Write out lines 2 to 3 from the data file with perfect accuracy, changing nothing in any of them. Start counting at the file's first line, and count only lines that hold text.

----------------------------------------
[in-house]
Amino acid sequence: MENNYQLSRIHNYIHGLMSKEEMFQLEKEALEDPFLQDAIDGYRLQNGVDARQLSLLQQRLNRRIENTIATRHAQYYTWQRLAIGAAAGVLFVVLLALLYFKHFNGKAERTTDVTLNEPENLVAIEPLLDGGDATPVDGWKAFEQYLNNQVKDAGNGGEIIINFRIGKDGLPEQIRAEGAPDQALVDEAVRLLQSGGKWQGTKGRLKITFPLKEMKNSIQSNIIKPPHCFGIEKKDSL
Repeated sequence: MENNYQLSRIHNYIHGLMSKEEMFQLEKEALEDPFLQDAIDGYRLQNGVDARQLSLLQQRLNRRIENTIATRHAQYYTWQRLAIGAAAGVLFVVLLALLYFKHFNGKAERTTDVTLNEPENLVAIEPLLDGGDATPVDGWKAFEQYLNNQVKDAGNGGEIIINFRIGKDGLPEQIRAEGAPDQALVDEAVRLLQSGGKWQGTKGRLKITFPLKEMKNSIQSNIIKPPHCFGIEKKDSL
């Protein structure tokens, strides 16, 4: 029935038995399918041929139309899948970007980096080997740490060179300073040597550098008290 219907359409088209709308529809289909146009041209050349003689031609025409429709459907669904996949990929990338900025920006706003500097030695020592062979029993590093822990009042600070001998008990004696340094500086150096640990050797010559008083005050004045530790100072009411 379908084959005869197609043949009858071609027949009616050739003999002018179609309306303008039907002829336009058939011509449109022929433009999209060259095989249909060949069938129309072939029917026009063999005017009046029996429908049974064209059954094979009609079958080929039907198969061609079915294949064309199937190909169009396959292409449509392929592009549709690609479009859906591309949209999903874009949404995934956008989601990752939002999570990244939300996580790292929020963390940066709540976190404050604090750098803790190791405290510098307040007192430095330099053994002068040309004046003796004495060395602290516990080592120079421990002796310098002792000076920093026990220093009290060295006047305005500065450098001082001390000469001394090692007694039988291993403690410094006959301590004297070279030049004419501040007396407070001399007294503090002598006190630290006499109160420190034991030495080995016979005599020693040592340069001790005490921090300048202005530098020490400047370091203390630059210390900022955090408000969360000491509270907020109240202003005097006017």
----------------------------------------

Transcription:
Amino acid sequence: MENNYQLSRIHNYIHGLMSKEEMFQLEKEALEDPFLQDAIDGYRLQNGVDARQLSLLQQRLNRRIENTIATRHAQYYTWQRLAIGAAAGVLFVVLLALLYFKHFNGKAERTTDVTLNEPENLVAIEPLLDGGDATPVDGWKAFEQYLNNQVKDAGNGGEIIINFRIGKDGLPEQIRAEGAPDQALVDEAVRLLQSGGKWQGTKGRLKITFPLKEMKNSIQSNIIKPPHCFGIEKKDSL
Repeated sequence: MENNYQLSRIHNYIHGLMSKEEMFQLEKEALEDPFLQDAIDGYRLQNGVDARQLSLLQQRLNRRIENTIATRHAQYYTWQRLAIGAAAGVLFVVLLALLYFKHFNGKAERTTDVTLNEPENLVAIEPLLDGGDATPVDGWKAFEQYLNNQVKDAGNGGEIIINFRIGKDGLPEQIRAEGAPDQALVDEAVRLLQSGGKWQGTKGRLKITFPLKEMKNSIQSNIIKPPHCFGIEKKDSL